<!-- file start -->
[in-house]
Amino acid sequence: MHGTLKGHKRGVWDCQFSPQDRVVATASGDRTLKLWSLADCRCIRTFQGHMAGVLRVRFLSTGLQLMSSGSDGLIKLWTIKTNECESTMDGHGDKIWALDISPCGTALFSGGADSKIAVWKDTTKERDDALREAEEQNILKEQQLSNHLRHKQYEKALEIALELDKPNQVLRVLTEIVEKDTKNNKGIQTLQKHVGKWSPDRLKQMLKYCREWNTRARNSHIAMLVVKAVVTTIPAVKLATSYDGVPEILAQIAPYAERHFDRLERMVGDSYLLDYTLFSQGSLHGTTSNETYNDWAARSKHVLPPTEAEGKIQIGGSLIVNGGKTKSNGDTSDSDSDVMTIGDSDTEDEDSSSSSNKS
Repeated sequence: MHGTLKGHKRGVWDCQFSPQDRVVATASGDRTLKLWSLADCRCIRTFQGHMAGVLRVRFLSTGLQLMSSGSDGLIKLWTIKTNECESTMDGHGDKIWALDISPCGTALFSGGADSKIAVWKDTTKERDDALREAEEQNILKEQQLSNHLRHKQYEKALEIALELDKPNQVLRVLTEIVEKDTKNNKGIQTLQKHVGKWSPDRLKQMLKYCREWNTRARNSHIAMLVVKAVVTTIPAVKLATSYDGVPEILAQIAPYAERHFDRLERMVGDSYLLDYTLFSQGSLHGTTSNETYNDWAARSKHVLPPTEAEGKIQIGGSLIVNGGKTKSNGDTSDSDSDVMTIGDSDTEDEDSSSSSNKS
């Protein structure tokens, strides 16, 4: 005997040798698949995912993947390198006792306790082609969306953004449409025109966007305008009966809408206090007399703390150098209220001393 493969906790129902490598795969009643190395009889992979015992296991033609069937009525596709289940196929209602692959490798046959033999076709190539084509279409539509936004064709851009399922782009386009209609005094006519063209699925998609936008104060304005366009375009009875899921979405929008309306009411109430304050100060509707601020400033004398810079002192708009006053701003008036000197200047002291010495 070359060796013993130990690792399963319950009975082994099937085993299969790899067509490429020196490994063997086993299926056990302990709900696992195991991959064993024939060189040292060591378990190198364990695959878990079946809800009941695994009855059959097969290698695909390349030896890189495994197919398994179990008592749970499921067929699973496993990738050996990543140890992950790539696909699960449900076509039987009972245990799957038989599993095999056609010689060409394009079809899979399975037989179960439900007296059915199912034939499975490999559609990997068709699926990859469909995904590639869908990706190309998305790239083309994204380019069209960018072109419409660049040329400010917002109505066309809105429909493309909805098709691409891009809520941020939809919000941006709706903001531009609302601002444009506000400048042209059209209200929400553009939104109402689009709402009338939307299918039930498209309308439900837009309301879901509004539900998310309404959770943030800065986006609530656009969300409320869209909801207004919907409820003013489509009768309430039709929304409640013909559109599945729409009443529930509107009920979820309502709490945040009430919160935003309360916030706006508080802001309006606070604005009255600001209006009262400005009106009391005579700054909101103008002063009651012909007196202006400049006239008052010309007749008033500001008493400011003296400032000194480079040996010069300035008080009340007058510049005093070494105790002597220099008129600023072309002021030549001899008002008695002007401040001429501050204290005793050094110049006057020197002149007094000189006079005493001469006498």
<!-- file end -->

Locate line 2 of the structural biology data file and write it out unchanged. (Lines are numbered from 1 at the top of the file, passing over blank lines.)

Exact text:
Amino acid sequence: MHGTLKGHKRGVWDCQFSPQDRVVATASGDRTLKLWSLADCRCIRTFQGHMAGVLRVRFLSTGLQLMSSGSDGLIKLWTIKTNECESTMDGHGDKIWALDISPCGTALFSGGADSKIAVWKDTTKERDDALREAEEQNILKEQQLSNHLRHKQYEKALEIALELDKPNQVLRVLTEIVEKDTKNNKGIQTLQKHVGKWSPDRLKQMLKYCREWNTRARNSHIAMLVVKAVVTTIPAVKLATSYDGVPEILAQIAPYAERHFDRLERMVGDSYLLDYTLFSQGSLHGTTSNETYNDWAARSKHVLPPTEAEGKIQIGGSLIVNGGKTKSNGDTSDSDSDVMTIGDSDTEDEDSSSSSNKS